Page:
India at the OIC
Although Pakistan has not outrightly rejected an observer status for India at the OIC, a section of media does give that impression, writes Meenakshi Iyer.india Updated: Jan 30, 2006 17:41 IST
Saudi King Abdullah's recent official visit to India for sure raised eyebrows in Pakistan and the reason is not too far to seek.
Abdullah, who was the chief guest of the Republic Day on January 26, said that he was keen to see India play an active role in the Organisation of Islamic Conference (OIC).
Despite knowing that Pakistan has always been a strong opponent to India's entry into the OIC, Abdullah didn't mind adding that it will be very beneficial if the application is put forth by a country like Pakistan.
Although Pakistan's Foreign Office has not outrightly rejected an observer status for India at the OIC, a section of media in the country does give that impression.
"We are, however, convinced that India, in no way, is entitled to attain observer status with an organisation that represents the Muslim Ummah (community) and its aspirations.
"We fail to understand on what basis India can stake claim to get this privilege. Does India subscribe to the viewpoint of the Muslim Ummah on various issues?" asks an editorial in Pakistan Observer.
The OIC, established in 1969 is an inter-governmental organisation consisting of 57 member states, with an aim to safeguard the interests of Muslims all over the world.
According to Daily Times, Pakistan has in mind two criteria that could be seen as "reservations".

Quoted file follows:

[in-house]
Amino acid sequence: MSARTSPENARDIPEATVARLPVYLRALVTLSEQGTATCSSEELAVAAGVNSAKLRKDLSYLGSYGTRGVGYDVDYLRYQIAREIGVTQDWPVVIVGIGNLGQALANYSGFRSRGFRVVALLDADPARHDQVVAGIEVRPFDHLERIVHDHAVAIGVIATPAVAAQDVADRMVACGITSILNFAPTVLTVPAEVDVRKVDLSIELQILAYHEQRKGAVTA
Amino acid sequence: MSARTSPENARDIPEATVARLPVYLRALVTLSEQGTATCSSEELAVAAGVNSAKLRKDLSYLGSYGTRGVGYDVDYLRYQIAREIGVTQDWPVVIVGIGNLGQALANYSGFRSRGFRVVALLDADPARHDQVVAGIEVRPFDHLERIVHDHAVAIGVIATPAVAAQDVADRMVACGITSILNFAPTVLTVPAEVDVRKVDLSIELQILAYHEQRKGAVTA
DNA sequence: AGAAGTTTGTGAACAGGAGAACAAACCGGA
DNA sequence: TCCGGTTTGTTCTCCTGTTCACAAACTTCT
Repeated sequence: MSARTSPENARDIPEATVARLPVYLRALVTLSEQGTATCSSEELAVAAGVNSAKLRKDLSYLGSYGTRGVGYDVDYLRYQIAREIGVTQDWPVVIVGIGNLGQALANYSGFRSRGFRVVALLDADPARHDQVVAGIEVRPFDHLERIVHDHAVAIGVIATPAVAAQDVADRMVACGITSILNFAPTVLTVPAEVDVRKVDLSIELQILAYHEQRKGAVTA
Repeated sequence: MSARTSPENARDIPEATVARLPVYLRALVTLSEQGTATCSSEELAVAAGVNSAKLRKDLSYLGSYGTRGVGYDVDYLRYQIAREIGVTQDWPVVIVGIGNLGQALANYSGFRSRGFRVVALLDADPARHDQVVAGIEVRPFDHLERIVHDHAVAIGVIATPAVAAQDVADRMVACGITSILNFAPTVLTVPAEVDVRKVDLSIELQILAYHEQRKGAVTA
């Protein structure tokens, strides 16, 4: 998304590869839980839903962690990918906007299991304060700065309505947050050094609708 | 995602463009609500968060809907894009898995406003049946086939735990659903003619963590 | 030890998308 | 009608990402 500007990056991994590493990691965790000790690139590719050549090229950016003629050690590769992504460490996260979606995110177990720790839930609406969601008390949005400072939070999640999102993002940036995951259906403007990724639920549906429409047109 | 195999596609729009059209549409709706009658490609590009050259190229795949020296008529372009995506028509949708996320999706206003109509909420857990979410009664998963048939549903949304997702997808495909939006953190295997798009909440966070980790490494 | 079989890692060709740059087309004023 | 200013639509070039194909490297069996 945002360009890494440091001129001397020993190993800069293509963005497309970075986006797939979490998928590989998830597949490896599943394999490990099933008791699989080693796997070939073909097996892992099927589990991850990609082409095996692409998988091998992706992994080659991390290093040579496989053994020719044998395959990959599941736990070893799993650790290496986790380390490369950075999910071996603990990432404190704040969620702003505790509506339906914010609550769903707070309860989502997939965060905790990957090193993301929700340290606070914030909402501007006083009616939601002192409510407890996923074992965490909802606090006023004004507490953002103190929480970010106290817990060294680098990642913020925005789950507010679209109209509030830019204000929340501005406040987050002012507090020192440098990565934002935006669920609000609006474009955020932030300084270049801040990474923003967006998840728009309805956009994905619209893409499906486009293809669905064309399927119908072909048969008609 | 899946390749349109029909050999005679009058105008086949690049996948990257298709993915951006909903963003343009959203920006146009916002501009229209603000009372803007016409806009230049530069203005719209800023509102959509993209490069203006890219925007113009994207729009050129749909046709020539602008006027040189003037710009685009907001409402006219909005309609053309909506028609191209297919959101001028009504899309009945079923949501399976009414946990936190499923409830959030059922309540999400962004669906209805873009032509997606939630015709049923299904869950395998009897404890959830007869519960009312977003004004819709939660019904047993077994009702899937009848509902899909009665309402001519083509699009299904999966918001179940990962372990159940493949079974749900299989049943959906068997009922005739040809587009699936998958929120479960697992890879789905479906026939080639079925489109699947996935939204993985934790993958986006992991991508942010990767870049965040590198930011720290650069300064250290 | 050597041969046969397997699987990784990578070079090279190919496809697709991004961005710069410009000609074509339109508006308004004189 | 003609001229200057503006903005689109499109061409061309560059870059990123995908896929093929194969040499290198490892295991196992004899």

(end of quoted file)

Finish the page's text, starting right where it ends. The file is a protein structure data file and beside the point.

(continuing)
"…The state should be a Muslim majority, under which India doesn't qualify and never will unless the rules are changed and the Islamic character of members is redefined."
India has always staked claim to be a part of OIC as the Muslim population in India is far more than that in Pakistan.
However, under the charter, the OIC embraces both Muslim and non-Muslim states as observer, though different set of rules apply for granting observer status to Muslim and non-Muslim states.
The review of the rules was initiated following the interest shown by number of non-Muslim countries to secure an observer status at the OIC.
The second reservation is that an observer should not have an active dispute with a Muslim state.
In a very strong-worded edit, the Pakistan Observer further asks: "Can a country that tramples rights of the Muslims in Occupied Kashmir and treat them as second grade citizens be a member of organisation that represents solely Muslims?"
Interestingly, the paper doesn't hesitate to mention that Pakistan too is responsible for creating enabling atmosphere for India to lobby for the membership via the CBMs with India.
"…It might make sense to consider allowing an observer status to India as part of the policy of normalisation that Islamabad is already pursuing at the bilateral level with New Delhi."
OIC consists of oil-rich countries like Iraq, Iran, Kuwait, Egypt and others as its members.
The Conference has 11 observers which includes United Nations, European Union, Cyprus, Thailand, Bosnia and Herzegovina and the latest entrant - Russia in 2005.